Bryce Hager Player Evaluation

Scout's Dave-Te Thomas breaks down Baylor linebacker Bryce Hager.

It’s puzzling that the Texas Longhorns did not make an effort to recruit a “legacy” when Bryce Hager was a senior in high school. The son of Texas All-American linebacker Britt Hager, who went on to star for Philadelphia, the younger Hager was only a two-star recruit, but blessed with 4.51 speed when the Baylor Bears secured his services. In his first season as a starter, he made 124 tackles with four sacks and 9.5 stops-for-loss in 2012, but he missed the final four games of the 2013 schedule with a groin injury, finishing last season with 71 hits.

More abdomen problems kept the middle linebacker on the sidelines during 2014 spring camp, but he was fully recovered by the season opener, starting every game, as the All-Big Twelve Conference choice led the Bears with 114 tackles, adding two sacks, 12.0 stops for loss while returning his only career interception 36 yards. In 48 games at Baylor, he totaled 322 tackles (202 solos), seven sacks, 24.0 stops behind the line of scrimmage 25 quarterback pressures and five forced fumbles.

Hager is the strongest player on the team, boasting a 610-pound squat in recent workouts. And that strength shines through on every play. Along with his speed, few middle linebackers are as strong at the point as he is. Hager leverages blockers well with his hands and shows explosion on contact. He uses his hands with force to stack and control double teams.

Hager is a punishing tackler who hits with a thud and does a good job of wrapping the ball carrier. The thing I like about him is that he will do whatever it takes to bring his opponent down (trip, wrestle, grab, etc.). When he gets a clear shot, the runner or quarterback will go down when Hager makes contact. He is a highly efficient tackler playing inside the box.

Hager stays low in his pads and has an explosive burst to gain advantage and shoot the gaps. He takes on lead blocks with force, but needs to be more active with his hands in order to shed. He has a good straight-line burst to get to the outside and shows good urgency in his play, taking proper pursuit angles to get to the corner.

The Baylor senior reacts instantly once he locates the ball and is quick to fill the inside rush lanes. You wish he would be stouter vs. the bigger isolated blockers, but he has the hand usage to defeat high and low blocks when working in space. He reacts and pursues with great effort, showing the ability to break down and contain inside run plays. He is also a hard face-up tackler who can stuff fullbacks in the rush lanes.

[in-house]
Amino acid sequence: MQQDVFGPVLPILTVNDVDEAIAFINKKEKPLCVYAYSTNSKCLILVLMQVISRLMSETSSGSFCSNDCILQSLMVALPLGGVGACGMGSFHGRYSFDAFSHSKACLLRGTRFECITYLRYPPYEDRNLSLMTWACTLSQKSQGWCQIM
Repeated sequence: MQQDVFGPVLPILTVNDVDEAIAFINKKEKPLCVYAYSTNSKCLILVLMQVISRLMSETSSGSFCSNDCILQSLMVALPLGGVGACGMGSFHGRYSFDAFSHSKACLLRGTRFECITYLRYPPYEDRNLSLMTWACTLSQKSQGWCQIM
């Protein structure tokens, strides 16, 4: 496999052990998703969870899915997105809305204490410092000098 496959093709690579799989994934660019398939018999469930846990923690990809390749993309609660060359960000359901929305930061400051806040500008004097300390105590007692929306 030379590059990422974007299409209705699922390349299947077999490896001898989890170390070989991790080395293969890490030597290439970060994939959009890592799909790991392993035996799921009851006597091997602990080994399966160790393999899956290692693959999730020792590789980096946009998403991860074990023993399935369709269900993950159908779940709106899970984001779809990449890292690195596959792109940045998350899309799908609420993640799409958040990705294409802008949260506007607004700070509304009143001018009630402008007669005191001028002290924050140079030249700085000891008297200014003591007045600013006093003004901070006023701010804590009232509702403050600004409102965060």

Hager has a low center of gravity that helps him stay low in his pads to drive runners back into the holes and shows classic wrap up technique to secure and drag down. He has above average quickness to stay with backs on wheel routes and cover slot receivers working underneath. He just lacks the natural hands to make the interception and needs to show better anticipation skills, as he fails to get proper elevation to deflect balls at its high point.

The senior can be a disruptive inside blitzer, as he has the burst to push the pocket. He does a good job of squeezing through tight quarters and avoiding blocks in his backside pursuit. He is a highly instinctive player with a good feel for sniffing out blocking schemes and has the straight-line charge to push guards and centers back into the pocket.

Hager has the hand placement quickness to keep blockers off his body and the strength to stack and control. However, when he gets his base too narrow, the bigger offensive line-men can get underneath and neutralize him. He does a nice job of slipping off blocks to apply pocket pressure as a blitzer, but is better when attacking the inside lanes than coming off the edge.

Bryce Hager NFL Scouting Combine measurables

6-1/238 (4.60 forty)
31 3/8-inch arm length
9-inch hands
35-inch vertical jump
117-inch broad jump
7.15 3 cone drill
4.36 20 yard shuttle

Dave-Te’ Thomas is a sports writer, talent evaluator and scouting personnel consultant for a majority of teams in the National Football League. Thomas runs a scouting information service called NFL Scouting Services and produces THE NFL Draft Report, a publication provided by league headquarters to the media in preparation for the NFL Draft.


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